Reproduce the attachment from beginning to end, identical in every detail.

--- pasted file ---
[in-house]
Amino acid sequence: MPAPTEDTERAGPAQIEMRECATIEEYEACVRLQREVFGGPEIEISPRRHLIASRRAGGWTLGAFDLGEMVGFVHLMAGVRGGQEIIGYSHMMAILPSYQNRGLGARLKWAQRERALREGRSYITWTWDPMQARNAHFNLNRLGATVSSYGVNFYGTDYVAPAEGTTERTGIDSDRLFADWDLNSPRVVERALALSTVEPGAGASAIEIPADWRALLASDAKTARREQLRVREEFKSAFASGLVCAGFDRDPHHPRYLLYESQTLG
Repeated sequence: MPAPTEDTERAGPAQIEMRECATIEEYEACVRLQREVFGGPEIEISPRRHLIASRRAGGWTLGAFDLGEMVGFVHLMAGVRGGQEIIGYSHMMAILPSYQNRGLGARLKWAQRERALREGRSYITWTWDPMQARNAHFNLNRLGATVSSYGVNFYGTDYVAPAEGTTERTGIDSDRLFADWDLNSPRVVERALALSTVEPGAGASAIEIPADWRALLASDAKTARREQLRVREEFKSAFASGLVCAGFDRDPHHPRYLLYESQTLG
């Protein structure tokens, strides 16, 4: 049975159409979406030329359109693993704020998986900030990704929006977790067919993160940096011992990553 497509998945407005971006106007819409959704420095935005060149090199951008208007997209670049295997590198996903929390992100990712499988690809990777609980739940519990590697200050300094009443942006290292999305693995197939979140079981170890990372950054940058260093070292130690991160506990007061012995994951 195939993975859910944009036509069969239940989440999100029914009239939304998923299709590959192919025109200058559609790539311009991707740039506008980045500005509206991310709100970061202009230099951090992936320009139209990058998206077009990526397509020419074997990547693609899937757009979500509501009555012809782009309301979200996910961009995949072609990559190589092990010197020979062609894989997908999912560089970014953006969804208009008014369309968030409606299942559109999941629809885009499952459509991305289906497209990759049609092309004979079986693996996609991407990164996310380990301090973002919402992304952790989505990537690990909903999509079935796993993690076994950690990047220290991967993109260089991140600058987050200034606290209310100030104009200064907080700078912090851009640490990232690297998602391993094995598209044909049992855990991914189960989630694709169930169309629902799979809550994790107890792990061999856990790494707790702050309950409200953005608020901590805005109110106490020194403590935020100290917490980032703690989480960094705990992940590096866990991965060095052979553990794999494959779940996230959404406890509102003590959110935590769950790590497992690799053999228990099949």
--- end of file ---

[in-house]
Amino acid sequence: MPAPTEDTERAGPAQIEMRECATIEEYEACVRLQREVFGGPEIEISPRRHLIASRRAGGWTLGAFDLGEMVGFVHLMAGVRGGQEIIGYSHMMAILPSYQNRGLGARLKWAQRERALREGRSYITWTWDPMQARNAHFNLNRLGATVSSYGVNFYGTDYVAPAEGTTERTGIDSDRLFADWDLNSPRVVERALALSTVEPGAGASAIEIPADWRALLASDAKTARREQLRVREEFKSAFASGLVCAGFDRDPHHPRYLLYESQTLG
Repeated sequence: MPAPTEDTERAGPAQIEMRECATIEEYEACVRLQREVFGGPEIEISPRRHLIASRRAGGWTLGAFDLGEMVGFVHLMAGVRGGQEIIGYSHMMAILPSYQNRGLGARLKWAQRERALREGRSYITWTWDPMQARNAHFNLNRLGATVSSYGVNFYGTDYVAPAEGTTERTGIDSDRLFADWDLNSPRVVERALALSTVEPGAGASAIEIPADWRALLASDAKTARREQLRVREEFKSAFASGLVCAGFDRDPHHPRYLLYESQTLG
């Protein structure tokens, strides 16, 4: 049975159409979406030329359109693993704020998986900030990704929006977790067919993160940096011992990553 497509998945407005971006106007819409959704420095935005060149090199951008208007997209670049295997590198996903929390992100990712499988690809990777609980739940519990590697200050300094009443942006290292999305693995197939979140079981170890990372950054940058260093070292130690991160506990007061012995994951 195939993975859910944009036509069969239940989440999100029914009239939304998923299709590959192919025109200058559609790539311009991707740039506008980045500005509206991310709100970061202009230099951090992936320009139209990058998206077009990526397509020419074997990547693609899937757009979500509501009555012809782009309301979200996910961009995949072609990559190589092990010197020979062609894989997908999912560089970014953006969804208009008014369309968030409606299942559109999941629809885009499952459509991305289906497209990759049609092309004979079986693996996609991407990164996310380990301090973002919402992304952790989505990537690990909903999509079935796993993690076994950690990047220290991967993109260089991140600058987050200034606290209310100030104009200064907080700078912090851009640490990232690297998602391993094995598209044909049992855990991914189960989630694709169930169309629902799979809550994790107890792990061999856990790494707790702050309950409200953005608020901590805005109110106490020194403590935020100290917490980032703690989480960094705990992940590096866990991965060095052979553990794999494959779940996230959404406890509102003590959110935590769950790590497992690799053999228990099949």